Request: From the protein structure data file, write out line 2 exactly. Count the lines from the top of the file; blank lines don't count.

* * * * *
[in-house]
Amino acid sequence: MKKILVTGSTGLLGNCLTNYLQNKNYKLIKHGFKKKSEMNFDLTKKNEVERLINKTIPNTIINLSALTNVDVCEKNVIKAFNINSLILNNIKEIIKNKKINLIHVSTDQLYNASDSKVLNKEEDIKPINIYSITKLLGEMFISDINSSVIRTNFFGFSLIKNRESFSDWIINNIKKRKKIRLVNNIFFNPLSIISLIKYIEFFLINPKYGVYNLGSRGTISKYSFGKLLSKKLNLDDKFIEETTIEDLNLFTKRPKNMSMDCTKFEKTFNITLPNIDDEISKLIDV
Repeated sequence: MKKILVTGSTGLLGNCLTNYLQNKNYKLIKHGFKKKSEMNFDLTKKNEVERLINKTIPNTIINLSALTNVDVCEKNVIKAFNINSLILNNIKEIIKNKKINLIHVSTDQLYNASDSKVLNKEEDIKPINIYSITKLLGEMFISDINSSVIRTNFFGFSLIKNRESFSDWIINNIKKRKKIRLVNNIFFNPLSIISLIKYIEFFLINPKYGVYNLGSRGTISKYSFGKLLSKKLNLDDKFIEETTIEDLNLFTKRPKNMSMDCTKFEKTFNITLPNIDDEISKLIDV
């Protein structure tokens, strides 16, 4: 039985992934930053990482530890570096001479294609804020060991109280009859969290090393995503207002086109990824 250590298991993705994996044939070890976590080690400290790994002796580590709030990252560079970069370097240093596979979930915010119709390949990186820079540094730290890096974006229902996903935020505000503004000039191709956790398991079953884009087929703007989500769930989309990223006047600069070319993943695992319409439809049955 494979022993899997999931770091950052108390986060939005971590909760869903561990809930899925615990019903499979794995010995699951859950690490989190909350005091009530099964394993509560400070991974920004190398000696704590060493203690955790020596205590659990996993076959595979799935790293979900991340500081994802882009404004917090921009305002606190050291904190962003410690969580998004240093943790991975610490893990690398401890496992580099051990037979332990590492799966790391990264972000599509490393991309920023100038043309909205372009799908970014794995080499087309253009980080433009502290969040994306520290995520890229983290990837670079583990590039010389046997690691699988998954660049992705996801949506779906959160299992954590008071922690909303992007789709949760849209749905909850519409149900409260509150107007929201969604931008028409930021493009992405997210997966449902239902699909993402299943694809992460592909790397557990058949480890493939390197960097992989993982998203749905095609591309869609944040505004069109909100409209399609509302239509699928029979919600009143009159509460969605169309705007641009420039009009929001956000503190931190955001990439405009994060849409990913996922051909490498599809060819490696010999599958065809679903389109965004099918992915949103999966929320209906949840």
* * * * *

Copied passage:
Amino acid sequence: MKKILVTGSTGLLGNCLTNYLQNKNYKLIKHGFKKKSEMNFDLTKKNEVERLINKTIPNTIINLSALTNVDVCEKNVIKAFNINSLILNNIKEIIKNKKINLIHVSTDQLYNASDSKVLNKEEDIKPINIYSITKLLGEMFISDINSSVIRTNFFGFSLIKNRESFSDWIINNIKKRKKIRLVNNIFFNPLSIISLIKYIEFFLINPKYGVYNLGSRGTISKYSFGKLLSKKLNLDDKFIEETTIEDLNLFTKRPKNMSMDCTKFEKTFNITLPNIDDEISKLIDV